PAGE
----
Tuskegee Airmen’s final mission

The Tuskegee Airmen never lost to enemy fighters any bomber that they escorted during World War II. They take justifiable pride in that fact.


During the last year, however, they lost 50 members to age and illness. Although undefeatable by enemy fighters and 1940s prejudice, they decided at their 34th convention in mid-August that it would be their last such gathering. Fewer than 200 of the original 992 pilots remain alive. Those able to do so say they will join with another, younger group of black pilots at their future gatherings.

Among those at the Orlando reunion was retired Col. Lee Archer, 85, of Los Angeles. He flew 169 missions during World War II and was the only ace in the group. When he walked into the room, even other Tuskegee Airmen hushed.

Retired Col. Charles McGee, who will be 86 on Dec. 7, also was there. Now living at Bethesda, Md., McGee was a 19-year-old sophomore at the University of Illinois when he learned that the Army was recruiting black men interested in being Air Corps pilots. He flew 136 missions during World War II, and more in Korea and Vietnam as a career Air Force officer. In fact, he flew more combat missions than any other veteran of all three wars.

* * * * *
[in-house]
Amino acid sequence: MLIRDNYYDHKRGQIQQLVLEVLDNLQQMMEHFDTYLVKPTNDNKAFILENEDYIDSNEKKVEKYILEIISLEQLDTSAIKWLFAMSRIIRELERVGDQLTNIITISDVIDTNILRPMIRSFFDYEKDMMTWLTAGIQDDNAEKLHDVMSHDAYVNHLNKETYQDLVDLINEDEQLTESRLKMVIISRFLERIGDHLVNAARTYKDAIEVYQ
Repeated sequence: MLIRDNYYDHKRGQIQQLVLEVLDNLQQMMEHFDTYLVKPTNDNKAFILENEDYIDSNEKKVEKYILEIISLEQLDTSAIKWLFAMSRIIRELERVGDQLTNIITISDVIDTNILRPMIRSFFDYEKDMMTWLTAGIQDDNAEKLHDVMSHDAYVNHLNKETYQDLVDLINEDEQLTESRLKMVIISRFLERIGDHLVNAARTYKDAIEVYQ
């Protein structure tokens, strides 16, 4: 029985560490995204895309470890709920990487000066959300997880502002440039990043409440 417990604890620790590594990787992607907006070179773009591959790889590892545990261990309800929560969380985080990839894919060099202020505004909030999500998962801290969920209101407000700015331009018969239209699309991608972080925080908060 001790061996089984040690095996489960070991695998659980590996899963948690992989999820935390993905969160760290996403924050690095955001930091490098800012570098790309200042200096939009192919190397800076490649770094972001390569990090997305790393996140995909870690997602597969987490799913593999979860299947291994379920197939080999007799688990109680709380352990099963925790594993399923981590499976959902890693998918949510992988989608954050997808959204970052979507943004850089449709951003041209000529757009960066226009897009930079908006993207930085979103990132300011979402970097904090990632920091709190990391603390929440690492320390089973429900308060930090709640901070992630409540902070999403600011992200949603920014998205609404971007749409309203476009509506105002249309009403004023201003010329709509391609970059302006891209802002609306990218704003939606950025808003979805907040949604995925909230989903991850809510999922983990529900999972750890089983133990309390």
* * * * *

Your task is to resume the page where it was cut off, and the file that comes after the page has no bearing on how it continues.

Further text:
McGee and retired Col. Len Nevels both were quick to point out that, while the pilots are the best-known Tuskegee Airmen, thousands of others served in support roles as instructors, mechanics, nurses, truck drivers – the whole spectrum of men and women who make up any fighting force.

“For every pilot there were 10 people who served on the ground,” McGee said. “We couldn’t have achieved the success we did without them.”

In recent years, the Tuskegee Airmen have been honored by presidents and others in high office, but more important to them than honors, they insist, is the historic legacy they are leaving.

“There aren’t very many of us left,” commented retired Lt. Col. Charles Dryden, 87, of Atlanta. “That’s why we work so much with children. As we age, we want to be sure the children know the history.”

This year’s convention may be the Tuskegee Airmen’s last, but they have made sure that their honorable history will remain with us.

Ave atque vale.

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